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  5. "Estoy muy cerca de resolver …

"Estoy muy cerca de resolver esto."

Translation:I am very close to solving this.

December 24, 2012



I am very near to surely is equivalent to I am very close to?

[deactivated user]

    Sort of, because it doesn't sound as fluid in English. Imagine a detective saying, "I'm very near to cracking this case." vs "I'm very close to cracking this case."


    In the UK near would be used in this context rather than close...no question about the "flow" of the sentence at all.


    Im from the uk and would always say close not near in this context


    In the United States as well. "I am very near to solving this" sounds perfectly natural.


    I used about... no dice... :-(


    im very close to solve this? why not correct?


    The gerund is needed here. "Solving" is correct, "solve" is bad. The gerund is verb that serves as a noun. Just like one would say "I am near church", one can say "I am near solving". Just as one can say "I am near to the/a church" one can say "I am near to solving".


    That's a good answer, I'll just add that the "to" in the English sentence goes with the "close" as in "close to" as the translation of "cerca de". So although "to solve" is a correct translation of "resolver", it doesn't work in the English version because you would have two "to"s together "I am close to to solve this", English is so much more complicated than Spanish!


    Great explanation, thank you


    I have the same problem. I am here to learn Spanish, not English (I am French), but I am taking it as another way to improve my English as well.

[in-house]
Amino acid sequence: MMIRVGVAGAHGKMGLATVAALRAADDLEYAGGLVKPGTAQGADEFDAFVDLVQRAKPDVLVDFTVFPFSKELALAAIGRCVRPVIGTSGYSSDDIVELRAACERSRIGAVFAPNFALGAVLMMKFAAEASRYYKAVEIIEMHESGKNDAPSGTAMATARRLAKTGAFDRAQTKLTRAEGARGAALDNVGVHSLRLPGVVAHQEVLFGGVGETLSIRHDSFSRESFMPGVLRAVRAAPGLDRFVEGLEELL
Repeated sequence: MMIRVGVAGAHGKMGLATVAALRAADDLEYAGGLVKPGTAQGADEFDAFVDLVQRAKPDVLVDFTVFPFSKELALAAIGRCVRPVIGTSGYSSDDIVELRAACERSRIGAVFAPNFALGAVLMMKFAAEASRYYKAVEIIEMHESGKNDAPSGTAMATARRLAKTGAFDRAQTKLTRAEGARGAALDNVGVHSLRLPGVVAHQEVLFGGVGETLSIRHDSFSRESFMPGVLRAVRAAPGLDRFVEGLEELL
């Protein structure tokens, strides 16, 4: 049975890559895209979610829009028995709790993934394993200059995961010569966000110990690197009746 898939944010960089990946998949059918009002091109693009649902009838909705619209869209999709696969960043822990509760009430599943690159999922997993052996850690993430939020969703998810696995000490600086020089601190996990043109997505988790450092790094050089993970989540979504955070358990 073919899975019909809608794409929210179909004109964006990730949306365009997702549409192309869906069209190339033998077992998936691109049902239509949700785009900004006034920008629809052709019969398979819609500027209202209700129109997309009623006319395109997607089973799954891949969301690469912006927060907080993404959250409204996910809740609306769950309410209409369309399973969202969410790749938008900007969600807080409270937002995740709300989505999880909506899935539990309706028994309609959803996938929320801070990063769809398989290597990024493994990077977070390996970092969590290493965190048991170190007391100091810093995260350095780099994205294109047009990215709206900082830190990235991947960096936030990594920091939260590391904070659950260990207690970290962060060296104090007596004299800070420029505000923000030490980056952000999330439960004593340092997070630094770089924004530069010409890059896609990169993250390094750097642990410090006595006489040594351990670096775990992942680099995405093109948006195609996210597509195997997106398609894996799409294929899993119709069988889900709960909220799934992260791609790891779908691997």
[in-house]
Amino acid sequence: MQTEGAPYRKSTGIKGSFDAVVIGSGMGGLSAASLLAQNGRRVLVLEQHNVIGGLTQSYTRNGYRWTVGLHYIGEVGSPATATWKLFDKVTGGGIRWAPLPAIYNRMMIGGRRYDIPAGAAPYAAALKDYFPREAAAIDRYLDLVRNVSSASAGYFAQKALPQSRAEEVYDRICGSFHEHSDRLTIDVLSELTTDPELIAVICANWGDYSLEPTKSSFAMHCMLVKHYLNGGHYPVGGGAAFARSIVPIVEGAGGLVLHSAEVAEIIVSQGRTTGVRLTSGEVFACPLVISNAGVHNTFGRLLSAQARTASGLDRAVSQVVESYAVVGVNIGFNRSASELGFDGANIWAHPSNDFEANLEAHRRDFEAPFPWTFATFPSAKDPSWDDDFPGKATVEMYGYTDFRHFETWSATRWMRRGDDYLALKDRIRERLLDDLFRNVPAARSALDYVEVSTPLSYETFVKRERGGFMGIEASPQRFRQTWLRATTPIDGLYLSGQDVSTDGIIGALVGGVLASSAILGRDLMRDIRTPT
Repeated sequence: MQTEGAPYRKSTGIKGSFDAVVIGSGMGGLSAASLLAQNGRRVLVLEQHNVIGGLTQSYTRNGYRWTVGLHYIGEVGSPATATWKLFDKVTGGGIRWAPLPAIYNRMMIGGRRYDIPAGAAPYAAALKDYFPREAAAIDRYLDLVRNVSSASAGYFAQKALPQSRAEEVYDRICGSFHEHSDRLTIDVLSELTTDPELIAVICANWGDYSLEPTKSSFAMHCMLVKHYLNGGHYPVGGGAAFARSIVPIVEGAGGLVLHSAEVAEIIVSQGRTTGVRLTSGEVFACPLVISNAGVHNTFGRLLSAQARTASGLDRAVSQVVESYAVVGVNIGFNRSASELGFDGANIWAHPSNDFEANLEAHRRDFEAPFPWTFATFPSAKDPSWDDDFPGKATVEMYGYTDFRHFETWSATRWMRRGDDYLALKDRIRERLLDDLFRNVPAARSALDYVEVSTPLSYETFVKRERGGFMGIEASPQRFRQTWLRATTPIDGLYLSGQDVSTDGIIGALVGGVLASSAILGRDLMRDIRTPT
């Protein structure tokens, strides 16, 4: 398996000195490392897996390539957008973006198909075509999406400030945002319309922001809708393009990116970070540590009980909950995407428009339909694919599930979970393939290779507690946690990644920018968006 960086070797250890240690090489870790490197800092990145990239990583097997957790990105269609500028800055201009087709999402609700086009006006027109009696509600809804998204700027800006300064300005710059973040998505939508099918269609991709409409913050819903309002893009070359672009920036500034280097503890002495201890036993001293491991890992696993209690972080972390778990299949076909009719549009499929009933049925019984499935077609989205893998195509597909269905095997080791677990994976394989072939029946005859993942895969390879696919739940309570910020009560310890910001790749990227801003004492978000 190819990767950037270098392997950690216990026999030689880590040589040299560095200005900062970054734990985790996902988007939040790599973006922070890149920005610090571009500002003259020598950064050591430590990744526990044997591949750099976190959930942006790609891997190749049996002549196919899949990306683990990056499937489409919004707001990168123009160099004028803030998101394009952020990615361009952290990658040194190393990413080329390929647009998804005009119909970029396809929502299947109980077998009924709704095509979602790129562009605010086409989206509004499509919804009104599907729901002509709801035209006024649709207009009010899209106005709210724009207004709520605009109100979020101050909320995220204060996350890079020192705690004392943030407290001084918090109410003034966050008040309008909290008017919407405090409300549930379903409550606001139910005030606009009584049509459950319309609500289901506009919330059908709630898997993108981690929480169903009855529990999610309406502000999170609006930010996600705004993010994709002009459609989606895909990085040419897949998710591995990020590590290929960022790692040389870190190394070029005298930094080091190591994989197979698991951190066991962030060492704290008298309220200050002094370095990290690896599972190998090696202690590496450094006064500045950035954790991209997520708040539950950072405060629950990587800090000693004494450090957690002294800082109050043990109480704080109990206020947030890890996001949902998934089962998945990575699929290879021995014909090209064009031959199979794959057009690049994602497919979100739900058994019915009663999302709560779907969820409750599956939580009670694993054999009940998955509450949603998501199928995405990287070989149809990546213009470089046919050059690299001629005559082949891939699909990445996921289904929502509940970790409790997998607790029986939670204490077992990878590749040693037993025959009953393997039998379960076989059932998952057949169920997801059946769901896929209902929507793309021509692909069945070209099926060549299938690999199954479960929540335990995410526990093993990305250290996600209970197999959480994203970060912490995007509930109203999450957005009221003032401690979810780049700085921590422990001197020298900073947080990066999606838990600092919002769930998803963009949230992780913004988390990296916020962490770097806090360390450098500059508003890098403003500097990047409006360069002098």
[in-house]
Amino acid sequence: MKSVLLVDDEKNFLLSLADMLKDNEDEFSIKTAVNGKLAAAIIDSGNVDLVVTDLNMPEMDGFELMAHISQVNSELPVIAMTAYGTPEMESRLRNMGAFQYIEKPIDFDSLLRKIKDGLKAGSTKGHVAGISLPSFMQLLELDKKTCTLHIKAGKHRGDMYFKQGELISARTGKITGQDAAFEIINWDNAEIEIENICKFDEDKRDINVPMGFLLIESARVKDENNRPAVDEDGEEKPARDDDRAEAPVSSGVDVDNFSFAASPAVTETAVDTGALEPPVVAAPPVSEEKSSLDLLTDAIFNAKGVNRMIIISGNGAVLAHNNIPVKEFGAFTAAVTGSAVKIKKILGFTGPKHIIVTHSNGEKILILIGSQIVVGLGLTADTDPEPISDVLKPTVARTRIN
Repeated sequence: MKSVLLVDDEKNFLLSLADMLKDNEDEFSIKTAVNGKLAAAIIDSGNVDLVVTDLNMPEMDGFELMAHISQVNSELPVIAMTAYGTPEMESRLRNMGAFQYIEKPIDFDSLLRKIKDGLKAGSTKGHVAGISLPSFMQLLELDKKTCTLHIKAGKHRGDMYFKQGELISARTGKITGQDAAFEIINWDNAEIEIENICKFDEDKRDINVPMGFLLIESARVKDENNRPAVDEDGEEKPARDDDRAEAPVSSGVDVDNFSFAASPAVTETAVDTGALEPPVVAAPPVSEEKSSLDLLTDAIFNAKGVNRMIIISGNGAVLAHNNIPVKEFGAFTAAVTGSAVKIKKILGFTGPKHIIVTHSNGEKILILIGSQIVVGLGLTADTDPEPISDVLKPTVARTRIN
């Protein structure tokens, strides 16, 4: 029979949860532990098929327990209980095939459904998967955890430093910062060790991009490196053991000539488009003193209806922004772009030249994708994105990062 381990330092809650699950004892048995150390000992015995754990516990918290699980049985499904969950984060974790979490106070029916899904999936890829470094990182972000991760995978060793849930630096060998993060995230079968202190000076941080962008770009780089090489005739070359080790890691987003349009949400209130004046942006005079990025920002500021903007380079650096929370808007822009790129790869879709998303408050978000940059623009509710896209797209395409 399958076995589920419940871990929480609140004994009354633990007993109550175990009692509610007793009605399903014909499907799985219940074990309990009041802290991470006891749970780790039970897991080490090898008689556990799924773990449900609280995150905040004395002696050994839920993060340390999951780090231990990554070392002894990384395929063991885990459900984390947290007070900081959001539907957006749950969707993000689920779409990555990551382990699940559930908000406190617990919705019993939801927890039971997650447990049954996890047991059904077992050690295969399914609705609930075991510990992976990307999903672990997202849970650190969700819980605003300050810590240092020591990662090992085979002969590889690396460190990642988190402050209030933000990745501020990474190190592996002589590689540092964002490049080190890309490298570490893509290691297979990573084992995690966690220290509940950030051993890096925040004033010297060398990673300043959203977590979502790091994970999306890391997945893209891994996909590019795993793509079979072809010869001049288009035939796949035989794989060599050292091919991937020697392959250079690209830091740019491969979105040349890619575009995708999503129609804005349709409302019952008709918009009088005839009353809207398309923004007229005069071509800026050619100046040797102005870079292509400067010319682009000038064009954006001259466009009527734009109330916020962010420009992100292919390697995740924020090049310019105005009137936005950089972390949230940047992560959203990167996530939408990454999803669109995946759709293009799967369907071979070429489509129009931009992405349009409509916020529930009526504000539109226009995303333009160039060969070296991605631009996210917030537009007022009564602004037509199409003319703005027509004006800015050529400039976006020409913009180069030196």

Really close and very close mean the same thing


    'Be careful not to confuse "close" and "near"!' Give me a break duolingo. Can anyone think of a context in which "close" and "near" are not interchangeable in english?


    "A near-death experience"? "I am very close to my sister but I am not near her" means something very different to "I am very near my sister but I am not close to her"

    Having said that, I agree with you 100% :P


    Anyone else hear "reservar" instead of "resolver"?


    I did. I reported it, we'll see if it ever gets fixed.


    My dictionary has near to and not close to. I think that both should be accepted.


    I take it 'estoy' is used as this relates to an action.


    what's wrong with "almost"...


    I'd like to change my position on this topic to say that actually near may not be acceptable as i think proxima may be more similar to near.


    Why not "I am very close to resolve this".


    Is "I am close to settling this" really wrong? Settling is in the drop down box and it makes sense in English. Can you not use resolver in relation to arguments perhaps? Spanish speakers?


    Why is it an "ing" form after a "to"? I put "I'm very close to solve this." Why it can't be?

    I found here: http://english.stackexchange.com/questions/38964/how-to-use-to-v-ing, that the "ing" form is to use "solving" as a noun, but I don't see why it's in this sentence?


    Just lost a heart for putting 'I'm really close . . . ' instead of 'I'm very close . . ' it's not literal translation but interchangeable in this context, anyone disagree?


    I am very close to solve this ,is also marked wrong, there is here a good explaination above here from iakobski when he read this, thank you it is very helpfull for me


    after (to) the verb comes in 0 forme


    how can resolver mean "to solve" and "solving"?


    Why does English need two words for resolver?

    The English gerund, the "nounified verb", is also covered by the Spanish infinitive. "Leer es bueno para ti." - "Reading is good for you."


    this question is so wrong to where i am in this test


    This was a dictation and "Estoy" was not at all well said!!! Sounded like esta???


    As a native speaker, yes, the pronounciation is odd. It should emphasize the second syllable, but it does the opposite and sounds weird.


    Can someone tell me why not "I am very close to resolve this."?


    You can only be "close to" an object. A noun has to follow that phrase. If you want to make a noun (or rather a noun-like thing) out of a verb, you add -ing to it and call it "gerund".

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